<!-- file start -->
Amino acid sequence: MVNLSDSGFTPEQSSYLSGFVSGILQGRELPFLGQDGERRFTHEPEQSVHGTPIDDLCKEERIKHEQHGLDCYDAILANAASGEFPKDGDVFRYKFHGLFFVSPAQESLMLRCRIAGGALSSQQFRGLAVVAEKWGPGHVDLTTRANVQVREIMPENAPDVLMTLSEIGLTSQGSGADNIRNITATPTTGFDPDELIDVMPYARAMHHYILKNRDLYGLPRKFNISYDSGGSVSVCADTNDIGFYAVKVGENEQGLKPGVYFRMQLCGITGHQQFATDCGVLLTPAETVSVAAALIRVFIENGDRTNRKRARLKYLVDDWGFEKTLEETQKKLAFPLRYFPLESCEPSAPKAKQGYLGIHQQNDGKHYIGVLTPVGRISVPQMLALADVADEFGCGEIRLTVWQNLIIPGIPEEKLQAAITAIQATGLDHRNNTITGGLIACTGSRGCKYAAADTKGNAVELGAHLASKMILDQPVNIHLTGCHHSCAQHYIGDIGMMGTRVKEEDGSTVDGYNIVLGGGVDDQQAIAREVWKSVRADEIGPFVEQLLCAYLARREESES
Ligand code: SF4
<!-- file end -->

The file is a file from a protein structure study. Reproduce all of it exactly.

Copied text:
Amino acid sequence: MVNLSDSGFTPEQSSYLSGFVSGILQGRELPFLGQDGERRFTHEPEQSVHGTPIDDLCKEERIKHEQHGLDCYDAILANAASGEFPKDGDVFRYKFHGLFFVSPAQESLMLRCRIAGGALSSQQFRGLAVVAEKWGPGHVDLTTRANVQVREIMPENAPDVLMTLSEIGLTSQGSGADNIRNITATPTTGFDPDELIDVMPYARAMHHYILKNRDLYGLPRKFNISYDSGGSVSVCADTNDIGFYAVKVGENEQGLKPGVYFRMQLCGITGHQQFATDCGVLLTPAETVSVAAALIRVFIENGDRTNRKRARLKYLVDDWGFEKTLEETQKKLAFPLRYFPLESCEPSAPKAKQGYLGIHQQNDGKHYIGVLTPVGRISVPQMLALADVADEFGCGEIRLTVWQNLIIPGIPEEKLQAAITAIQATGLDHRNNTITGGLIACTGSRGCKYAAADTKGNAVELGAHLASKMILDQPVNIHLTGCHHSCAQHYIGDIGMMGTRVKEEDGSTVDGYNIVLGGGVDDQQAIAREVWKSVRADEIGPFVEQLLCAYLARREESES
Ligand code: SF4